October 1, 2013


TEDxToronto ambassador badge 2013When you face border guards, be careful about what you say because you may not get in.

The delegates for TEDxToronto get selected through an undisclosed process. Perhaps that’s why the Twitter stream at #TEDxToronto overflows with praise even for the weaker elements. Besides, the hard-working TEDxToronto team consists of volunteers.

It’s tough to give genuine feedback. What if you think the hosts were better last year and that next year you'd prefer David Newland over Maestro Fresh Wes?


The purpose of a geography-based TEDx event is to highlight local speakers and encourage discussions. The real magic happens in the halls during the breaks and afterwards. There was lots of discussion at TEDxToronto, which is a solid sign of success.


TEDxToronto 2013: The Choices We MakeOver the past five years, TEDxToronto has found things that work. Here's what doesn't need to be changed:
  • the venue: Koerner Hall in the Royal Conservatory of Music has three floors and feels just right. Last year's Sony Centre allowed more attendees (about 1,300) but didn't feel special. For some reason, conversations where more difficult to start. This time, there was more congestion, which made bumping into random interesting delegates easier. For instance, I spoke to Brian Goldman whose 2010 TEDxToronto Talk on the mistakes doctors make is well worth watching.
  • the delegates: last year, I talked to several people who didn't even know what TEDx was. One had never even seen a video on TED.com! Why were they there? This time, I met many first-timers who were eager to attend.
  • TEDxToronto note optionsthe printed program: last year we got program and notebook separately. This time, both are combined. There’s space to write beside the speaker's bio. The thick covers reduce flex. The only challenge is the lack of lighting in the hall. Maybe next year we can get pens with a soft glow at their tips?
  • the ambassadors: some returning delegates were ambassadors and got special black name cards. They were to start conversations and answer questions. This was my 7th TEDx event (third TEDxToronto) and I got selected. Normally I'd talk to fewer delegates longer. Given the role, I spoke to more delegates for shorter periods. The biggest "mistake" I saw delegates make was huddling with colleagues and talking about work. Split up and talk to strangers!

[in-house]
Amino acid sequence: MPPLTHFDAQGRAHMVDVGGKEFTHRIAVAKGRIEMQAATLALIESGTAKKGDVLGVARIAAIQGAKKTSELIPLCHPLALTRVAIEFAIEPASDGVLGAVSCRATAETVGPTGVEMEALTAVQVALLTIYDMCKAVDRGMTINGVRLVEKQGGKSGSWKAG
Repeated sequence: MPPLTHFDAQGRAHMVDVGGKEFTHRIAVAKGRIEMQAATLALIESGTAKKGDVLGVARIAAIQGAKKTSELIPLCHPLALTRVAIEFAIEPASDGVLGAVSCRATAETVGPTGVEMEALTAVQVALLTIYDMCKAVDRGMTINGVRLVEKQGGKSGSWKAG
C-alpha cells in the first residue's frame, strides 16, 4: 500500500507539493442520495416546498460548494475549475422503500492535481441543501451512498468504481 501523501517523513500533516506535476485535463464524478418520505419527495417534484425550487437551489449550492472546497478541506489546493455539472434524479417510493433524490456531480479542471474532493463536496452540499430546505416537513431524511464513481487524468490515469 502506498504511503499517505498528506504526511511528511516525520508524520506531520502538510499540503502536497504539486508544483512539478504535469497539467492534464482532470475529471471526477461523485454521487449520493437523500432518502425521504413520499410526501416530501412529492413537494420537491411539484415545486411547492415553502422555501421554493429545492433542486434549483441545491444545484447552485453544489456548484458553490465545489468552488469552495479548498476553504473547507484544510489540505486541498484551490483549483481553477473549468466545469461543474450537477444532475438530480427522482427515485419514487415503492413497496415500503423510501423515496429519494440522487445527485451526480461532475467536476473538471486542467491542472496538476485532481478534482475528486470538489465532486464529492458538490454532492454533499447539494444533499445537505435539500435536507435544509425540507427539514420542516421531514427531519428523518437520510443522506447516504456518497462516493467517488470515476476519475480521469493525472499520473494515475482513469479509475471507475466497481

• the timing: the doors opened at 9:30 AM for registration, coffee and mingling. The talks started at 11 AM. This gap was ideal — a nice, relaxing way to start the day.

The Speakers

The speakers were well prepared and spoke about topics they cared about. Some of that passion transferred to the audience.

Overall, the speakers were a tad depressing. I kept waiting for happy, inspiring outcomes. Here are examples of downers:
  • failing to get a prisoner of conscience out of prison (try selling that to Hollywood)
  • a suicide survivor (I wanted to know about the man who made the choice to stop him from jumping from an overpass, and how he’ll raise his 5-day old daughter)
  • challenges facing aboriginal people
  • violence against women in video games
  • dying children
These topics are difficult to discuss, which makes them easy to forget in our busy lives. The speaker selectors made brave choices but I would have preferred more good news.

Show us

Telling doesn’t work as well as showing. Some speakers lost the opportunity to make a bigger impact.
  • a blanket with embedded sensors is interesting but we only saw slides. Why not a live demo? Imagine the drama if someone is under the blanket onstage and we don’t know why until the end of the talk when we see the actual sensor readings.
  • three inventors from Thalmic Labs showed how the Myo gesture-controlled armband tracks electrical patterns emitted by our bodies. We also saw the previously silent man in the middle fly a model helicopter using the armband.
  • Rosie the hospital robot: Dr. Ivar Mendez controlled mobile robots in three locations across North America (Nova Scotia, Saskatchewan and California).
  • Steve Mann wore what we might mistake as Google Glass. Could we have been shown what he sees in real time? Steve was thought-provoking though, contrasting surveillance (done to us) with sousveillance (we have the cameras).
  • Matthew Good created live music and told a story which felt more genuine than rehearsed. A nice way to end the day.
You can't top the anticipation of a genuine live demonstration. The speaker makes the choice to show more courage by taking more risk.

Which One?

TEDxWomen events in TorontoThere are now lots of TEDx events around the world (see calendar).  While each is different, there is also overlap. For instance, Toronto has three TEDxWomen events over two days in December.

Despite the choice, TEDxToronto stands out because of the volunteers, delegates and amazing videos.


PS I’m looking forward to seeing what changes next year … if I get in.

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